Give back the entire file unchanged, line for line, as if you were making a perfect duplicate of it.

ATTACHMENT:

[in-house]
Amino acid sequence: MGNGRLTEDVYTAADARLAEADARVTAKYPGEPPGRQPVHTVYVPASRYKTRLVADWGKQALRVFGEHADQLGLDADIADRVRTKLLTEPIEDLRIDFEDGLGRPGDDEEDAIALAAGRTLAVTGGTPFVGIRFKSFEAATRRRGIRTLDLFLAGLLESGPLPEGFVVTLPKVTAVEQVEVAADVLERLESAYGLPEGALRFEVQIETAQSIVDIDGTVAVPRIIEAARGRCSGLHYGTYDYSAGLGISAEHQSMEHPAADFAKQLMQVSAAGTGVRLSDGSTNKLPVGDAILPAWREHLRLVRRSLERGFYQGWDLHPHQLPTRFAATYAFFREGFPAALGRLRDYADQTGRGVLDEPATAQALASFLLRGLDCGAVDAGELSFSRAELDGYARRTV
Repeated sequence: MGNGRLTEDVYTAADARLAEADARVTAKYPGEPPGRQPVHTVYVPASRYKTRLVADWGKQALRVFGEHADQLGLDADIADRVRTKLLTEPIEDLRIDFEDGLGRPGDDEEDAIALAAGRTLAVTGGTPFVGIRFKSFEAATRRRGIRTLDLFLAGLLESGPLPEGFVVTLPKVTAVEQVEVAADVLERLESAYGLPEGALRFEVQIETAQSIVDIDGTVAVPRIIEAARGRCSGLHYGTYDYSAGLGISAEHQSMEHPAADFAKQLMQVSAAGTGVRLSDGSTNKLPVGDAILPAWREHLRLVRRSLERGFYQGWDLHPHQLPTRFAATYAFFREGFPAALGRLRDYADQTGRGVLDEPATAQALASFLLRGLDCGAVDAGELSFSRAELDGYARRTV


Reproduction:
[in-house]
Amino acid sequence: MGNGRLTEDVYTAADARLAEADARVTAKYPGEPPGRQPVHTVYVPASRYKTRLVADWGKQALRVFGEHADQLGLDADIADRVRTKLLTEPIEDLRIDFEDGLGRPGDDEEDAIALAAGRTLAVTGGTPFVGIRFKSFEAATRRRGIRTLDLFLAGLLESGPLPEGFVVTLPKVTAVEQVEVAADVLERLESAYGLPEGALRFEVQIETAQSIVDIDGTVAVPRIIEAARGRCSGLHYGTYDYSAGLGISAEHQSMEHPAADFAKQLMQVSAAGTGVRLSDGSTNKLPVGDAILPAWREHLRLVRRSLERGFYQGWDLHPHQLPTRFAATYAFFREGFPAALGRLRDYADQTGRGVLDEPATAQALASFLLRGLDCGAVDAGELSFSRAELDGYARRTV
Repeated sequence: MGNGRLTEDVYTAADARLAEADARVTAKYPGEPPGRQPVHTVYVPASRYKTRLVADWGKQALRVFGEHADQLGLDADIADRVRTKLLTEPIEDLRIDFEDGLGRPGDDEEDAIALAAGRTLAVTGGTPFVGIRFKSFEAATRRRGIRTLDLFLAGLLESGPLPEGFVVTLPKVTAVEQVEVAADVLERLESAYGLPEGALRFEVQIETAQSIVDIDGTVAVPRIIEAARGRCSGLHYGTYDYSAGLGISAEHQSMEHPAADFAKQLMQVSAAGTGVRLSDGSTNKLPVGDAILPAWREHLRLVRRSLERGFYQGWDLHPHQLPTRFAATYAFFREGFPAALGRLRDYADQTGRGVLDEPATAQALASFLLRGLDCGAVDAGELSFSRAELDGYARRTV